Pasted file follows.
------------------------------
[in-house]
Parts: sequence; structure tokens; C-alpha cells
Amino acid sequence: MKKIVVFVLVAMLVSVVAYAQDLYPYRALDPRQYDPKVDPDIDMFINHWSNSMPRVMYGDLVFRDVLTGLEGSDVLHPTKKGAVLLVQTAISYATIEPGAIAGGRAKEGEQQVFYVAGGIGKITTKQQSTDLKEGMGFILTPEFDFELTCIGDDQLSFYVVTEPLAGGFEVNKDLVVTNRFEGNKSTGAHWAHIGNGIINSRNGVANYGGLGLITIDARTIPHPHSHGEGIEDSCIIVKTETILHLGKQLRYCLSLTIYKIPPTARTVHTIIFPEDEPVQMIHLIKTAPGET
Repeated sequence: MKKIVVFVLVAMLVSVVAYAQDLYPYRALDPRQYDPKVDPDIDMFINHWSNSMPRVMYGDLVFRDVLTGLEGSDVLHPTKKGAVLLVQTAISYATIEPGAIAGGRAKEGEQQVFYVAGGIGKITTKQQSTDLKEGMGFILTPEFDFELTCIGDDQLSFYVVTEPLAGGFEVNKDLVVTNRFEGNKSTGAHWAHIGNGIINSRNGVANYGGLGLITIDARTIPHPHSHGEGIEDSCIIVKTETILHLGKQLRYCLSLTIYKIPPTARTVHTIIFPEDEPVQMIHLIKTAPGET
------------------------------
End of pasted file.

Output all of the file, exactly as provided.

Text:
[in-house]
Parts: sequence; structure tokens; C-alpha cells
Amino acid sequence: MKKIVVFVLVAMLVSVVAYAQDLYPYRALDPRQYDPKVDPDIDMFINHWSNSMPRVMYGDLVFRDVLTGLEGSDVLHPTKKGAVLLVQTAISYATIEPGAIAGGRAKEGEQQVFYVAGGIGKITTKQQSTDLKEGMGFILTPEFDFELTCIGDDQLSFYVVTEPLAGGFEVNKDLVVTNRFEGNKSTGAHWAHIGNGIINSRNGVANYGGLGLITIDARTIPHPHSHGEGIEDSCIIVKTETILHLGKQLRYCLSLTIYKIPPTARTVHTIIFPEDEPVQMIHLIKTAPGET
Repeated sequence: MKKIVVFVLVAMLVSVVAYAQDLYPYRALDPRQYDPKVDPDIDMFINHWSNSMPRVMYGDLVFRDVLTGLEGSDVLHPTKKGAVLLVQTAISYATIEPGAIAGGRAKEGEQQVFYVAGGIGKITTKQQSTDLKEGMGFILTPEFDFELTCIGDDQLSFYVVTEPLAGGFEVNKDLVVTNRFEGNKSTGAHWAHIGNGIINSRNGVANYGGLGLITIDARTIPHPHSHGEGIEDSCIIVKTETILHLGKQLRYCLSLTIYKIPPTARTVHTIIFPEDEPVQMIHLIKTAPGET